Putting the 'S' into ESG


Here’s an unsurprising statistic from the 2018 Newton Charity Investment Survey - 100% of environmental charities consider that Environmental, Social and Governance investment factors are ‘very important’ in the management of their investments.

Here’s the more surprising statistic: only half of social welfare charities consider that Environmental, Social and Governance characteristics are ‘quite important’, whilst 25% consider them not really important, and 25% of social welfare investors think them ‘not important at all’.

Why do social welfare issues command so much less commitment from social welfare charities than environmental issues do from environmental charities?

To save or spend - the trustee’s dilemma


When things get tough at a charity the obvious place to look for a solution is by cutting the cost base. Sometimes trustees will invest in fundraising and sometimes trustees do both.

It’s much easier to cut the Sellotape budget because it is so visible, and it is naturally difficult to create more future income by incurring a fundraising cost first, because the future income is inherently uncertain. Sometimes cutting costs can be more damaging than taking the risk of creating more income – both need to be looked at alongside each other on an equal footing.

When it comes to charities that rely on investments for a large part of their spending, the uncertainty about the future is exacerbated by the remote and technical decisions that need to be made. Trustees might tell their fund manager ‘we need to spend more’ to which the manager is likely to respond by saying that it will reduce the likelihood of preserving the charity’s capital. That is an obvious truth – you cannot at the same time spend more money while increasing your chances of growing it if all other things are equal.

What are trustees to do if their professional advisers are discouraging about spending more? One thing to remember is that the object of the charity is not to exist in perpetuity, but to use its money to advance its objects somehow. After all, the reserves are held for times of stress as well as the long-term.

Trustees can also question whether all other things are equal – for example could they have a higher returning portfolio with tolerably more risk? This is exactly why trustees are allowed to take risks with the charity’s future, so long as they have thought about it; that’s their job.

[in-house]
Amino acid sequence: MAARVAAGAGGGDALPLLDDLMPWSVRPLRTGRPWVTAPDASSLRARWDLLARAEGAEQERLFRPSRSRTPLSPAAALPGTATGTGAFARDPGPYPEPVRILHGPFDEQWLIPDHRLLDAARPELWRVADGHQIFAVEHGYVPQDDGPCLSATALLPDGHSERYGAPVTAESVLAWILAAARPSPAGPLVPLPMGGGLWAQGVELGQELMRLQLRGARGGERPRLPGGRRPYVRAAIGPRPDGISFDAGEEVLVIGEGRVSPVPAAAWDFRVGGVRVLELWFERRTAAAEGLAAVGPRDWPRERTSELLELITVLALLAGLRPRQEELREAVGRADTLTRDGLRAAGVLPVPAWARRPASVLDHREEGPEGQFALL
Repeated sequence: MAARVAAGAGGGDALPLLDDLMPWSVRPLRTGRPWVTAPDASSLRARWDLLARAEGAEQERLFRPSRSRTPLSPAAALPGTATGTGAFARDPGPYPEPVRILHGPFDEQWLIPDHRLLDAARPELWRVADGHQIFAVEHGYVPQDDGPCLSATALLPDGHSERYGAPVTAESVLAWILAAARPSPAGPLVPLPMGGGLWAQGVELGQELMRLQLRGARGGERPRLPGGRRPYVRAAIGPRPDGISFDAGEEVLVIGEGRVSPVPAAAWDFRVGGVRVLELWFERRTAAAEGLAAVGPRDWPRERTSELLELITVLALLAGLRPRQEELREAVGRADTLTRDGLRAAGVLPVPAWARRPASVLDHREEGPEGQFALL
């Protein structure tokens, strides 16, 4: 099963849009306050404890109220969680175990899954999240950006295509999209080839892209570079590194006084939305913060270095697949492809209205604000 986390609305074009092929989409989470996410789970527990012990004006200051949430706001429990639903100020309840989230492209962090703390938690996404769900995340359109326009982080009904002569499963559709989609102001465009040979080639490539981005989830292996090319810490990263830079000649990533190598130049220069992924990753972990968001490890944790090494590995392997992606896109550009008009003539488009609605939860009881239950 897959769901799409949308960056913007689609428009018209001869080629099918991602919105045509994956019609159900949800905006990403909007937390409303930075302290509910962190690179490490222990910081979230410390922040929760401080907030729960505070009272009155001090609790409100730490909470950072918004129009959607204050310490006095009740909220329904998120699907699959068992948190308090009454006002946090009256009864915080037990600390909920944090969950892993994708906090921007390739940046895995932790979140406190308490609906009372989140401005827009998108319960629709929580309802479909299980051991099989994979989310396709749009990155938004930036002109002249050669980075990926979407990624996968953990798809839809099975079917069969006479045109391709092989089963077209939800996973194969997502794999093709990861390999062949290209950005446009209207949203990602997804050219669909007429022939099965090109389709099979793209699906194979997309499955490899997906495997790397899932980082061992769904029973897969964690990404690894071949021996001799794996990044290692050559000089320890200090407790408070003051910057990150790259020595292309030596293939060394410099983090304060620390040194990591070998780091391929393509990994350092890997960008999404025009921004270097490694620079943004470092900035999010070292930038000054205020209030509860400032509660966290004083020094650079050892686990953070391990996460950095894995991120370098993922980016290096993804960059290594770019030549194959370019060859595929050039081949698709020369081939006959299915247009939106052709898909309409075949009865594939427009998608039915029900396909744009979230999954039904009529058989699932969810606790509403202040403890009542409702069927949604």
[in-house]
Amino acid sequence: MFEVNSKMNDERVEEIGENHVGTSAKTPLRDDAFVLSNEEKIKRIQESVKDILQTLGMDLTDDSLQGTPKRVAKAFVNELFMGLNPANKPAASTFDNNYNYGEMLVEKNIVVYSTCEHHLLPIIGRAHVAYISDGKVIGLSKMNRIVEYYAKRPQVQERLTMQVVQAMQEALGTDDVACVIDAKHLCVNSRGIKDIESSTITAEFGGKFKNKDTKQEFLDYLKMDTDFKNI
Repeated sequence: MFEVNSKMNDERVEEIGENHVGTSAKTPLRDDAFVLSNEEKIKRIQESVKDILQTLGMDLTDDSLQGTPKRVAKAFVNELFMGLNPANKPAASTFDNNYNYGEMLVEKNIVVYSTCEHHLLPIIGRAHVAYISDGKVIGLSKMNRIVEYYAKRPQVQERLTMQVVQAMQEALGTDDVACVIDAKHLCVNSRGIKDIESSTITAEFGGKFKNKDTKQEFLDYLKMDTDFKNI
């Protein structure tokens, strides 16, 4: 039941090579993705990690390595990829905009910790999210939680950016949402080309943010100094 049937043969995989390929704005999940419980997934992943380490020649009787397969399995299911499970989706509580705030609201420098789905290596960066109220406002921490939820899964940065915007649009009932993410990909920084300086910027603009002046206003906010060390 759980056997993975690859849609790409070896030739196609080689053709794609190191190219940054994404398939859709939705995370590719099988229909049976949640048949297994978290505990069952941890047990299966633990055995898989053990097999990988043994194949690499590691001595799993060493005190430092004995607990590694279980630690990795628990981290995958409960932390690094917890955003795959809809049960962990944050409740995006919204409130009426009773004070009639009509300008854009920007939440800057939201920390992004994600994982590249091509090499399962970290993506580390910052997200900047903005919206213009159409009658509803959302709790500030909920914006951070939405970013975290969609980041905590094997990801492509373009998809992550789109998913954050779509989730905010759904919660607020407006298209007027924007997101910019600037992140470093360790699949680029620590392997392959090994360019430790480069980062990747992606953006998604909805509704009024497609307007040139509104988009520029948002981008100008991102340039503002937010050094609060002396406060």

What trustees sometimes lack is the confidence (and occasionally the willingness) to push back against advice not to spend, and take a risk to do something more useful with their investments.

We believe that Trustees should be in the driving seat.

Getting ready for the tide to go out…


Charity investors are offered two ways of investing: a discretionary manager who buys and sells shares directly for their client; or through an investment fund, usually called something like ‘Charity Income and Growth Fund’ and which have risk appetites varying from cautious all the way through to adventurous.  

The former (discretionary) approach requires the manager to carry out a suitability test so they understand each charity’s financial status, its need for income and its capacity to withstand capital losses. This includes looking across all the charity’s assets and liabilities. With a single investment fund it is not possible to do this. The manager cannot tailor the fund profile to the needs of each individual investor – it is a single product designed to have a specific risk profile.

A charity will commonly seek to invest in a ‘medium risk’ fund. However, the fund manager is only regulated to make sure the fund itself is ‘medium risk’ which means that the client, if they have other assets, may well have a completely different risk profile. If, for example, they hold property the overall risk the charity is taking might better be described as ‘adventurous’ rather than ‘medium risk’.

What should Trustees do? Trustees must remember that investing in a fund that is ‘low risk’ only describes that single fund. It certainly does not describe the charity’s total investment risk if it holds any other assets outside the fund. That’s why it is so important for trustees to understand the risks they are taking in the round and not simply to assume that labels on individual investment products apply to their entire charity.

Regulations don’t allow firms that offer products to consider the risks of the other assets and liabilities of the charity, only the risk of the funds they offer. That’s why independent advice is so important for any trustee body that is not confident in making these decisions about their total risk.

After ten years of very good stock market returns, we hope that all trustees will find that they are properly covered when the tide does finally go out.

Who protects the protector?


The government’s newly issued Civil Society Strategy has been described by NCVO as “an encouraging start but government could do more”.

One area where more work is certainly needed is in section 7 “Funding and Financing the Social Mission” where it says, “The government is working with the Charity Commission and UK Community Foundations to release at least £20 million over the next two years from inactive charitable trusts to grassroots community organisations.”